The pastor of an Illinois church was shot dead on Sunday before shocked parishioners, who then tackled the gunman. The unidentified attacker also wielded a knife. Two parishoners and the attacker suffered knife injuries.
AFP - A suicidal gunman shot and killed a pastor in an Illinois church on Sunday morning before pulling out a knife and stabbing himself when the gun jammed, police said.
"Some parishioners tackled him and held him on the floor," Illinois state police spokesman Ralph Timmins said.
"Two subjects received knife injuries during the restriction of the subject and were treated at hospital."
Those injuries were not life-threatening, Timmins said.
Police have not yet determined what relationship, if any, the gunman had to the pastor. He was not an active member of the church and does not appear to have a criminal record or history of mental illness.
The gunman, who has not been identified, walked down the center aisle of First Baptist Church in Maryville, Illinois at about 8:15 am (1315 GMT.)
He exchanged a few words with head pastor Fred Winters and then fired four shots with a .45 caliber handgun.
The first shot hit the pastor's bible and "exploded the top of the bible into what many in the congregation thought was confetti," said Larry Trent, director of the Illinois state police.
"In fact, some thought it was some type of skit or some type of program at the time, which is really not uncommon in these types of shootings."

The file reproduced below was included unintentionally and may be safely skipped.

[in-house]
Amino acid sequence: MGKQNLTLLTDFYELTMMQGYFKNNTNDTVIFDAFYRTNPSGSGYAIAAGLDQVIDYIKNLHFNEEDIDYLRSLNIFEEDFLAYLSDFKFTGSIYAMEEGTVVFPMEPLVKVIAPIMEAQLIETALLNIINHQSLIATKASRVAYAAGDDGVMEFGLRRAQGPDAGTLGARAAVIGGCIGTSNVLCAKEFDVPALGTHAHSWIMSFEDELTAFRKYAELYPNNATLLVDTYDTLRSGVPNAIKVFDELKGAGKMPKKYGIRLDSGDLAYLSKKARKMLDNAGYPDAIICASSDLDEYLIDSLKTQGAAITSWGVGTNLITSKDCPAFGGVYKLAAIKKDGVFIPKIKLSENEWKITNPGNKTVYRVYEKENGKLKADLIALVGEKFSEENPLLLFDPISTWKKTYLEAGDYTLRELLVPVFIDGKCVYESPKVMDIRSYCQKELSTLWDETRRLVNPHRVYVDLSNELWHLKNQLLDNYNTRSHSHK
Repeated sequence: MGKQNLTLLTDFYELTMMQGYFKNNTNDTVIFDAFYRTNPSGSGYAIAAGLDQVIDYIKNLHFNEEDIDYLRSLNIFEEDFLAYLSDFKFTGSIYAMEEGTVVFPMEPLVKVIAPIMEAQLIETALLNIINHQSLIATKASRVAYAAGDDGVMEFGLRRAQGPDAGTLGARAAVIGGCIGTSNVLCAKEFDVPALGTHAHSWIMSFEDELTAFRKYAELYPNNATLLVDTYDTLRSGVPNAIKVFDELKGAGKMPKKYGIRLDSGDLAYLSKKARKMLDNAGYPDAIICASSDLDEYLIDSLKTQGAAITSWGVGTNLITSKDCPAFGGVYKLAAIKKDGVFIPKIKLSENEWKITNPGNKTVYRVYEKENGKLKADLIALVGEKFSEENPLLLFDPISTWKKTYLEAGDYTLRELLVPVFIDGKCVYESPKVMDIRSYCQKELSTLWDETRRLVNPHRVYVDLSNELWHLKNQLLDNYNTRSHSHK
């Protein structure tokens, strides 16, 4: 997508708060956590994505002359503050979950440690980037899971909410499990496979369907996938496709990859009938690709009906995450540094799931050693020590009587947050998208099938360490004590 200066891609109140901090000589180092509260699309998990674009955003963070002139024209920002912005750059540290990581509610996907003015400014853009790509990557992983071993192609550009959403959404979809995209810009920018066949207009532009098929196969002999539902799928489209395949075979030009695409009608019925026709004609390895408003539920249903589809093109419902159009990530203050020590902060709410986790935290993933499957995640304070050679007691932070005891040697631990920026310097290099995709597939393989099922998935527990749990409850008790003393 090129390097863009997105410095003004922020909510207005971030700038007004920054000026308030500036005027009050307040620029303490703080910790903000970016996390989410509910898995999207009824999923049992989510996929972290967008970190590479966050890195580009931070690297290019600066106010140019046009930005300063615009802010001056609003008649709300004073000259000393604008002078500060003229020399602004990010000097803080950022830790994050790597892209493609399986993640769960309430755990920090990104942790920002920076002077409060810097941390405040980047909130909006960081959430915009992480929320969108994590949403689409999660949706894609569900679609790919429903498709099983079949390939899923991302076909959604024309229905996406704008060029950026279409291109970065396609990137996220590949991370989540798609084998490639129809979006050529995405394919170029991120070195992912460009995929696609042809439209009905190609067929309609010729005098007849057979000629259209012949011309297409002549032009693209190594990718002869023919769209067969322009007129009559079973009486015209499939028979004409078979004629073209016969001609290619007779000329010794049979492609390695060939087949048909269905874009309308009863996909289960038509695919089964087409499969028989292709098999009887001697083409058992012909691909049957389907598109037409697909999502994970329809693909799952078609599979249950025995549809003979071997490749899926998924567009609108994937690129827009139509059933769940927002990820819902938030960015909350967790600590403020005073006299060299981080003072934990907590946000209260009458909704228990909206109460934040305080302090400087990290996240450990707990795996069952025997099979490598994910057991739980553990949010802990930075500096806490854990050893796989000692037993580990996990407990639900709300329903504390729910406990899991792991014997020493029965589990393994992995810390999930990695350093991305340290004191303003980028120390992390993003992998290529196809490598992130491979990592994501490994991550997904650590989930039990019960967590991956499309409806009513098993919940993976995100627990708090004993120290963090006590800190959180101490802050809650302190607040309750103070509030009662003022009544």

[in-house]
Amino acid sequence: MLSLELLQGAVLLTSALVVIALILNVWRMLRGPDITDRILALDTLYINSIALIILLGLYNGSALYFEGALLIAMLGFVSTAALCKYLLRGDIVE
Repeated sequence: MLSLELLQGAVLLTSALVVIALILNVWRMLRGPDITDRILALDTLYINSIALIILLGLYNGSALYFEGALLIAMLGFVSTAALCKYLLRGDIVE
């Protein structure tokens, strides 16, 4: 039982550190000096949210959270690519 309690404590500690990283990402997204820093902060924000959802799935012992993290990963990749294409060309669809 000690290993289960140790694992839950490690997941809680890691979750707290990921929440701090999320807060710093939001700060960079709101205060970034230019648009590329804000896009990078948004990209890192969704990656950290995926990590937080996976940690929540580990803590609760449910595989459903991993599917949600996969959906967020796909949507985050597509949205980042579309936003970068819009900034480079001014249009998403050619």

Then a bullet hit the pastor in the chest.
Trent described the parishioners who tackled the 27-year-old gunman as "heroic" and said far more people could have been hurt if the gun had not jammed.
"The fact that the gun stovepiped or the shell caught in the ejector may have prevented something else. We don't know. Can't answer that," Trent said at a news conference.
Police had not yet questioned the gunman because he was undergoing surgery for a serious knife wound to his neck.
"We have no idea what this guy's motive was. We don't know him," said Mark Jones, a worship minister at the church.
Jones praised the parishioners who risked their own lives to subdue the shooter and said the congregation would find comfort in their faith to move forward from what he sees as a one-time, random act of violence.
"We'll be surrounded by questions that we may never know the answers to buy we trust who God is," Jones told reporters.
"People can't stop living their lives. They can't be paralyzed by fear."
About 150 people were attending the service at the time of the shooting.
"I'm in shock," church member Lindsay Osborne, 18, told the St. Louis Post Dispatch as she stood in bare feet with mascara running down her face outside the hospital where her pastor had died.
"We were going to stand in the parking lot and pray for him, but they came out and told us they lost him in there," said her mother Carol Covinsky, 52.
Winters, 45, is survived by his wife Cindy and two daughters.
He had been pastor of the church for 22 years, during which its average attendance grew from 32 to 1,200 people, according to the church's website.
Date created : 2009-03-08